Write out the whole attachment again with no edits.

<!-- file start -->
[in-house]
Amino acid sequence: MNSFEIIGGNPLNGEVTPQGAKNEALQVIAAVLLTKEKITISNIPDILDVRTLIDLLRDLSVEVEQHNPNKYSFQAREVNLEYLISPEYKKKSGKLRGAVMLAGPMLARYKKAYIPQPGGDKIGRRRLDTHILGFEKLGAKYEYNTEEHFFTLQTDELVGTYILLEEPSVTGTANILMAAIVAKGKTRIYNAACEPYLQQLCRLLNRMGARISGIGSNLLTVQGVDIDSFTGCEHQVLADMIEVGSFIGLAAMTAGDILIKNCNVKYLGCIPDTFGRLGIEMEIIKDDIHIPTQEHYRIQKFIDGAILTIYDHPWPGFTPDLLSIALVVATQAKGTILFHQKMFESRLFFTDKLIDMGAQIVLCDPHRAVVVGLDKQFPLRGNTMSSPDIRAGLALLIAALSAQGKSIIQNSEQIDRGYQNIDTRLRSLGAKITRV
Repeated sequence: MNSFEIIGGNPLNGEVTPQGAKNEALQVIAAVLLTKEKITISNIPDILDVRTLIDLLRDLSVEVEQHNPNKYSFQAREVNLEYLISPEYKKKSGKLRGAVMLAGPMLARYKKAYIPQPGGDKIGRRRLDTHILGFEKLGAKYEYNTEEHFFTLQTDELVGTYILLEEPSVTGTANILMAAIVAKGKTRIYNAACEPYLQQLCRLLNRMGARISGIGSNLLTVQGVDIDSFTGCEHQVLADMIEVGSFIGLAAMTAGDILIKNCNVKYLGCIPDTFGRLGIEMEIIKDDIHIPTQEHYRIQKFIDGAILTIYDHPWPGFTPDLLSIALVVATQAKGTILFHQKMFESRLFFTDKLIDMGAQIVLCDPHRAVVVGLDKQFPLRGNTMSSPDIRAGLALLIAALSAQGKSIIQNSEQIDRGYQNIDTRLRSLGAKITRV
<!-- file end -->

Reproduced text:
[in-house]
Amino acid sequence: MNSFEIIGGNPLNGEVTPQGAKNEALQVIAAVLLTKEKITISNIPDILDVRTLIDLLRDLSVEVEQHNPNKYSFQAREVNLEYLISPEYKKKSGKLRGAVMLAGPMLARYKKAYIPQPGGDKIGRRRLDTHILGFEKLGAKYEYNTEEHFFTLQTDELVGTYILLEEPSVTGTANILMAAIVAKGKTRIYNAACEPYLQQLCRLLNRMGARISGIGSNLLTVQGVDIDSFTGCEHQVLADMIEVGSFIGLAAMTAGDILIKNCNVKYLGCIPDTFGRLGIEMEIIKDDIHIPTQEHYRIQKFIDGAILTIYDHPWPGFTPDLLSIALVVATQAKGTILFHQKMFESRLFFTDKLIDMGAQIVLCDPHRAVVVGLDKQFPLRGNTMSSPDIRAGLALLIAALSAQGKSIIQNSEQIDRGYQNIDTRLRSLGAKITRV
Repeated sequence: MNSFEIIGGNPLNGEVTPQGAKNEALQVIAAVLLTKEKITISNIPDILDVRTLIDLLRDLSVEVEQHNPNKYSFQAREVNLEYLISPEYKKKSGKLRGAVMLAGPMLARYKKAYIPQPGGDKIGRRRLDTHILGFEKLGAKYEYNTEEHFFTLQTDELVGTYILLEEPSVTGTANILMAAIVAKGKTRIYNAACEPYLQQLCRLLNRMGARISGIGSNLLTVQGVDIDSFTGCEHQVLADMIEVGSFIGLAAMTAGDILIKNCNVKYLGCIPDTFGRLGIEMEIIKDDIHIPTQEHYRIQKFIDGAILTIYDHPWPGFTPDLLSIALVVATQAKGTILFHQKMFESRLFFTDKLIDMGAQIVLCDPHRAVVVGLDKQFPLRGNTMSSPDIRAGLALLIAALSAQGKSIIQNSEQIDRGYQNIDTRLRSLGAKITRV